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The staff of my CSA and I have a long-standing joke about my "zucchini issues" (their phrase). Every summer they deliver bags of the stuff to me and then I have to find a way to make the vegetable palatable to my taste. As a result, I have a gigantic repertoire of zucchini recipes, dozens and dozens of recipes that I have tried over the years, of which I like maybe two. OK, maybe three. These are the three.

Now this omelette actually tastes good (uses up leftover rice too), & I will serve it for a light dinner.

Baked Greek Omelette With Summer Squash

3 tablespoons extra-virgin olive oil

2 cloves garlic, chopped

1 onion, diced

Salt and freshly ground black pepper

3 zucchini or other summer squash, shredded (approx 2 cups)

8 eggs

1/2 cup diced tomato

3 tablespoons freshly chopped mint

2 tablespoons freshly chopped dill

4 oz feta cheese, crumbled

1/2 cup cooked rice

Preheat oven to 325 degrees. Generously oil a 9 X 9 inch baking dish.

Heat 2 tablespoons of oil in a 10-inch skillet. Add the garlic and onion, lower the heat to medium-low, cover the pan, and cook until soft, about 10 minutes. Stir occasionally to prevent sticking. Season with salt and pepper. Remove the mixture from the pan. Heat the remaining 1 tablespoon of oil in the pan, add the shredded squash, and cook over medium heat until soft, about 5 to 7 minutes. Season with salt and pepper. Let cool slightly.

In a large bowl, lightly beat the eggs. Add the garlic, onion, squash, tomato, mint, dill, feta cheese, and rice. Combine well. Pour the mixture into the greased baking dish. Bake until lightly golden and set, about 40-45 minutes. Serve warm or at room temperature.

This recipe is my variation of a recipe in Joanne Weir's From Tapas to Meze.

Next...

This soup tastes good with very fresh summer squash. Squash from your garden would be perfect. You can taste the delicate sweetness in the squash. My CSA printed my recipe in their newsletter--twice--in succeeding years. My adaptation of a recipe I found online, somewhere, years ago.

Chilled Summer Squash Soup

2 tbsp olive oil

1 1/2 cups chopped leeks, white and pale green parts only, well washed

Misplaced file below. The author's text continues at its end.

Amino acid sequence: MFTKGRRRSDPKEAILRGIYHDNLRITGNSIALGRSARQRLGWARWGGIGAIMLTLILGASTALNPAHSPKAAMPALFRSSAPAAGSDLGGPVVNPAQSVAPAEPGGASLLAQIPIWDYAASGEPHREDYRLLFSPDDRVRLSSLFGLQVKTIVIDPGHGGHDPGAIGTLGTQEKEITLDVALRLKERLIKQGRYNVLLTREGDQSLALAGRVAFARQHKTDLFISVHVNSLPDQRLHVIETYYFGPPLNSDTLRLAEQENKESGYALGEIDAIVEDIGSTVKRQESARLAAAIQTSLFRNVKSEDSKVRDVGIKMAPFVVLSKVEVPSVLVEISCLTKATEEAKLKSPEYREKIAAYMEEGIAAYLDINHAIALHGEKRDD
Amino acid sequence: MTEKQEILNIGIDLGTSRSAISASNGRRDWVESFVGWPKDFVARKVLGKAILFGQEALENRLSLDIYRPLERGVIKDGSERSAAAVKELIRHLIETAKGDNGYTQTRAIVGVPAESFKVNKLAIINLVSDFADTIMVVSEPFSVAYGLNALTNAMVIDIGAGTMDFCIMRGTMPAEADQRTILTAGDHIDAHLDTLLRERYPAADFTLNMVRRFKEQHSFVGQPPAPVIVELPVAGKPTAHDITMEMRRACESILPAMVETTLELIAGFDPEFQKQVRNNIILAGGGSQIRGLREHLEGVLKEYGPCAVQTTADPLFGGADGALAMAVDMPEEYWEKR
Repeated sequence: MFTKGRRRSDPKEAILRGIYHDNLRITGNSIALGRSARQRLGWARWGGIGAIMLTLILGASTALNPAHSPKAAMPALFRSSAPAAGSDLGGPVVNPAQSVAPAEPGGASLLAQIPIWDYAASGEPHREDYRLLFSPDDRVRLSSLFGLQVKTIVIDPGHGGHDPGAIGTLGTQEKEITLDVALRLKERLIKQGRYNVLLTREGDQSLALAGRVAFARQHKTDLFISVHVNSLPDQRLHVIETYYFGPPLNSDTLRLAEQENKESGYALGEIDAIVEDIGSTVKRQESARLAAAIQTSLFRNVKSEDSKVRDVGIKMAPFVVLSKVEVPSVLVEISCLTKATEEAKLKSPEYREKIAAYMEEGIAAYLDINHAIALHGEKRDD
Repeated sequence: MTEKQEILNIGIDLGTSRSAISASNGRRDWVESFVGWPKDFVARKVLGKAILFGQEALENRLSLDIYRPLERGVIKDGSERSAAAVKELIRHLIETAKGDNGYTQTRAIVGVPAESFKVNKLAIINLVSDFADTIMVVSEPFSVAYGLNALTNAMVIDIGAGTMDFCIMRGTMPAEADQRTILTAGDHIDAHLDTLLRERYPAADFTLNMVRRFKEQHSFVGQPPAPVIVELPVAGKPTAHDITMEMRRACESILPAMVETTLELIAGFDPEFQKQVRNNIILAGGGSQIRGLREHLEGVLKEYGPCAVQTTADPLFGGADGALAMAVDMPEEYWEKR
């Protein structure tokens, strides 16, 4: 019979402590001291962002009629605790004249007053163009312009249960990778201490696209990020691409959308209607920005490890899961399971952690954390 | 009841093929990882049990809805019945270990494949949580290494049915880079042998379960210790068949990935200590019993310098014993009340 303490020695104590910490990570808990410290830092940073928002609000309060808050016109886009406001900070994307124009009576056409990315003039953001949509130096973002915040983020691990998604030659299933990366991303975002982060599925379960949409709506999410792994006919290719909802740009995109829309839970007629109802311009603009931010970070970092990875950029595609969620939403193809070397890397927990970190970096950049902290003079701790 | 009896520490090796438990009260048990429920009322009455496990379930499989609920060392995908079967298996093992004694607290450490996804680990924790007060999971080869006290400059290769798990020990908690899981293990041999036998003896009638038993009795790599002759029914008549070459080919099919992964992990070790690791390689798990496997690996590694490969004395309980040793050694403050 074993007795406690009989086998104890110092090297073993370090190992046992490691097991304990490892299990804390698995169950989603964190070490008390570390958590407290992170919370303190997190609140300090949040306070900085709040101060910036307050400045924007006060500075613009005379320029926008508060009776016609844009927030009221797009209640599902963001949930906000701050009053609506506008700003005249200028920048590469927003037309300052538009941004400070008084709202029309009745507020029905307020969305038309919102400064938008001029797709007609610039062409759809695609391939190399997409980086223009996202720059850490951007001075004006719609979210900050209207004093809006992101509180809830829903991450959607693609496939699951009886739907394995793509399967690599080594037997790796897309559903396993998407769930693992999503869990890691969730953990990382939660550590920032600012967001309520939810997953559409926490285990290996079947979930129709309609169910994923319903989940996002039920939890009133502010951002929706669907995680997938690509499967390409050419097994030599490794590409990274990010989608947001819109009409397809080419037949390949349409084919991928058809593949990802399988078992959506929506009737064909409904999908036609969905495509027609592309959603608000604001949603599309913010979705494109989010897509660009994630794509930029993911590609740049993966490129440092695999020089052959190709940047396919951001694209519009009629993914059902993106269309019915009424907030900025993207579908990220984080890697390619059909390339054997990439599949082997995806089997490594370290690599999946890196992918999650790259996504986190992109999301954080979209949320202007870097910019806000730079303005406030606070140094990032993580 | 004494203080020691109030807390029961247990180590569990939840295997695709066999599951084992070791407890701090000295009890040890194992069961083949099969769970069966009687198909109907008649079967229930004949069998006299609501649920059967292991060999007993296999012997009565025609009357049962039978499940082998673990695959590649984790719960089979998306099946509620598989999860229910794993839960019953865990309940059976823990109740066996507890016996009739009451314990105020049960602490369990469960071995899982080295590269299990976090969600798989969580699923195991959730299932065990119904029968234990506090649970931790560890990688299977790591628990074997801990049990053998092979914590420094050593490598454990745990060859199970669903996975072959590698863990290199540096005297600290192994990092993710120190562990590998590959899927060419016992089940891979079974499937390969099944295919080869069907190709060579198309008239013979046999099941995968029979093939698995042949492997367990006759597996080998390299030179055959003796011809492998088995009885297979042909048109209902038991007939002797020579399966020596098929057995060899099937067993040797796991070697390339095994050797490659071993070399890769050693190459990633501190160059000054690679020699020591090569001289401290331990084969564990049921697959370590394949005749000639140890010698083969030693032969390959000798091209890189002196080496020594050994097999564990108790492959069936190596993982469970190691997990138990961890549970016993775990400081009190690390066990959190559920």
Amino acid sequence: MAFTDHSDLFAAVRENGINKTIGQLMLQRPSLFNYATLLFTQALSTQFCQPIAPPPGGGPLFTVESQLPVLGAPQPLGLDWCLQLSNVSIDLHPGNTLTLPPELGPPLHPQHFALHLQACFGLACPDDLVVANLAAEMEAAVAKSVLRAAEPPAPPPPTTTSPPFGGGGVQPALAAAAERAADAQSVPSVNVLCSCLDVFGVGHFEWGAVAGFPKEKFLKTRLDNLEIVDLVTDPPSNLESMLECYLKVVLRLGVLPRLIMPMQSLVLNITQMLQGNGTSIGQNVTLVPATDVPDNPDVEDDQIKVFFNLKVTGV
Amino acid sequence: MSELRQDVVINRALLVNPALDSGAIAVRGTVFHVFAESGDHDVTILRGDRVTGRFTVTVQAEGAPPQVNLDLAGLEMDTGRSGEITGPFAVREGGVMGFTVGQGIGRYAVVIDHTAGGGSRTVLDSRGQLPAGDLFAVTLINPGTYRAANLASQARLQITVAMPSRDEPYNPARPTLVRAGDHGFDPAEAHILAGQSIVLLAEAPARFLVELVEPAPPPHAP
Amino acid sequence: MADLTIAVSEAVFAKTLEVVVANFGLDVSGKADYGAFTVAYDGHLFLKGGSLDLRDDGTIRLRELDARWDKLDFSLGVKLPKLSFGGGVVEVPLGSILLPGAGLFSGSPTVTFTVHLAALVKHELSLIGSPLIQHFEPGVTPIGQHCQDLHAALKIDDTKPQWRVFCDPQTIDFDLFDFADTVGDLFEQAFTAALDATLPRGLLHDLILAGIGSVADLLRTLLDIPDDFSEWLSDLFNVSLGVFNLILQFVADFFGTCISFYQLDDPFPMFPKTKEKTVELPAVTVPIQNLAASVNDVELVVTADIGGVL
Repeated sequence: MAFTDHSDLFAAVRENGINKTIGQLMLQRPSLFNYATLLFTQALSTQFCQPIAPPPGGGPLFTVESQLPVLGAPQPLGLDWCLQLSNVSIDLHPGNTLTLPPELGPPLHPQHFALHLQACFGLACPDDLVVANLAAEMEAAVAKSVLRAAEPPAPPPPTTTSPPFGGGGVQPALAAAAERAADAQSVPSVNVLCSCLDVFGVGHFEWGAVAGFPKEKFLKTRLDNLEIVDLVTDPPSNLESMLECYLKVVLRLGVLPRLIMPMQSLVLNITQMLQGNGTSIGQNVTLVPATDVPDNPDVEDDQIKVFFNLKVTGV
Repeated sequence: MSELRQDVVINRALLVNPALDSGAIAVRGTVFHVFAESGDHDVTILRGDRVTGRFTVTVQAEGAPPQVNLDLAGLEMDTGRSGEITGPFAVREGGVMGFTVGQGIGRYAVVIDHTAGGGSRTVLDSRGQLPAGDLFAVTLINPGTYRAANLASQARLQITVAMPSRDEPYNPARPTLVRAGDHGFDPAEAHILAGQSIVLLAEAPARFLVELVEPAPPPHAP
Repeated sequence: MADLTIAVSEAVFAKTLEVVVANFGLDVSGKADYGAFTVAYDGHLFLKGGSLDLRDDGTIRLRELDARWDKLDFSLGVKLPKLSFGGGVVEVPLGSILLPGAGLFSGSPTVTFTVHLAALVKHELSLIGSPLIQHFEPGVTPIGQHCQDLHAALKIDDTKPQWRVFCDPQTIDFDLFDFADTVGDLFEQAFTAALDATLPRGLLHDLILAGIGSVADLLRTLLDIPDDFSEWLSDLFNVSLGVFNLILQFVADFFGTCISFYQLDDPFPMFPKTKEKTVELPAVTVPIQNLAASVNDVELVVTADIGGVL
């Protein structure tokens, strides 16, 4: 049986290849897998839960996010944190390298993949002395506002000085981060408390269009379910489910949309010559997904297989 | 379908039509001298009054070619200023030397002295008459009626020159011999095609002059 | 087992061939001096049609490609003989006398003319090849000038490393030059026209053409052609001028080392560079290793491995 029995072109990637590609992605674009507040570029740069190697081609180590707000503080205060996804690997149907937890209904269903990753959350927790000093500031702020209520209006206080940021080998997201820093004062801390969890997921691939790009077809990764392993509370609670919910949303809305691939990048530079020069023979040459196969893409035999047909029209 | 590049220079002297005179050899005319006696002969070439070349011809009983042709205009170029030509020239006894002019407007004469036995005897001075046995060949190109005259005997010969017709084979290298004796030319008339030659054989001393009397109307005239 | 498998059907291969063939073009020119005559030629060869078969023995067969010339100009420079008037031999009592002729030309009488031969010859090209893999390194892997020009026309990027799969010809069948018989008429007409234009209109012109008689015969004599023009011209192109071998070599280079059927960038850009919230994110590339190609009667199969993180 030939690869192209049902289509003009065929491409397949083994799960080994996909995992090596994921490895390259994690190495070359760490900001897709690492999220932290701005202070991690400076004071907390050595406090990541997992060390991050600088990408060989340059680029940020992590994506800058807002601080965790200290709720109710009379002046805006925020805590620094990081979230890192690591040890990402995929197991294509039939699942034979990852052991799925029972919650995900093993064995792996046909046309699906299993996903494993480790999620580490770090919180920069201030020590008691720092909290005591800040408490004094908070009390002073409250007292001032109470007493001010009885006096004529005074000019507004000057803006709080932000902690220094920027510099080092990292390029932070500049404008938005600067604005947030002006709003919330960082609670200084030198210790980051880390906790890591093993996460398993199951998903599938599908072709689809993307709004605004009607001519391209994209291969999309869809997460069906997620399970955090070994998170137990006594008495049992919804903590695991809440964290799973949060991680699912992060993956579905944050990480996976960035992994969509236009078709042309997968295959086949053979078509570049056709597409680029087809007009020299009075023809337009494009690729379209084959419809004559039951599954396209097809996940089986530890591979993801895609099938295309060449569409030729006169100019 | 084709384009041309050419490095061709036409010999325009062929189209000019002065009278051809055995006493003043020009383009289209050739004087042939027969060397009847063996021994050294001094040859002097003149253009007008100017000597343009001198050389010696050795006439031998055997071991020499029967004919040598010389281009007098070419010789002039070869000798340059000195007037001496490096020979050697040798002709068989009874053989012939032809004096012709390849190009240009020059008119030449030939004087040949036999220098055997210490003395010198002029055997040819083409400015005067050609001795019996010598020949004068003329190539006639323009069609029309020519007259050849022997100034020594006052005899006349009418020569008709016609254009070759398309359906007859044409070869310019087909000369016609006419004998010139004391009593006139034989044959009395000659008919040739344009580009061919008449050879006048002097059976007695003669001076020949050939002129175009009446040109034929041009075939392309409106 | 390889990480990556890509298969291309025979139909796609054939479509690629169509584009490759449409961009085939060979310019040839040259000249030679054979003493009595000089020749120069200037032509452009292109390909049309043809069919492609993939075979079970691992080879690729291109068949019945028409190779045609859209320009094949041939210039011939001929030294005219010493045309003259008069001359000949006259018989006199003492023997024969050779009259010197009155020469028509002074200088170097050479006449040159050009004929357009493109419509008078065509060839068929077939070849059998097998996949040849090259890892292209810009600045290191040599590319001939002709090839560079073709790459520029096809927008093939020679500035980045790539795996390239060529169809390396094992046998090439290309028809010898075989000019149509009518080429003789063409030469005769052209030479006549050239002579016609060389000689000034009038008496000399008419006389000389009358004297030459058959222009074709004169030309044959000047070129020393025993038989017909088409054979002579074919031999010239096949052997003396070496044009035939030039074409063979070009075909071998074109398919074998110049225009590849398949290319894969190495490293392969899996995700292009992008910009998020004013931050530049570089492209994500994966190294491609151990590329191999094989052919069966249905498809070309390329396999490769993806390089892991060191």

3/4 cup chopped onion

1 tbsp chopped garlic

1 russet potato, approx 1/2 lb

1 1/2 lb summer squash*, sliced into 1/4 inch rounds

3 cups chicken or vegetable stock

1/3 cup cream

2 to 3 tbsp freshly squeezed lemon juice, or more to taste

salt

white pepper

ice water for thinning soup

lemon slices for garnish (optional)

In a large saucepan, heat oil and cook leeks, onion, and garlic over moderately low heat until soft and translucent. Peel potato and cut into 1-inch pieces. Add potato, squash, and broth to leek mixture. Cover and simmer for approx 15 minutes until potato is very tender.

In a blender, puree mixture until very smooth. Transfer puree to a bowl. Stir in cream and lemon juice. Add salt and white pepper. Thin soup with water if the texture is too thick.

Chill soup well, preferably overnight. Before serving, taste for seasoning and add more salt, white pepper, and/or lemon juice if you like. If necessary, thin soup with ice water. Garnish soup with lemon slices, if desired.

* You can make this soup with any kind of summer squash, including zucchini.

And finally...

I made these refrigerator pickles for my CSA's potluck, & people liked them.

Hot and Sweet Zucchini Pickles

1 to 1 1/2 lbs zucchini, ends trimmed and sliced into 1/8" rounds

2 red or other sweet onions, thinly sliced

2 or 3 jalapeno chiles, thinly sliced

3 tablespoons kosher salt

1 cup seedless grapes or golden raisins

2 3/4 cups distilled white vinegar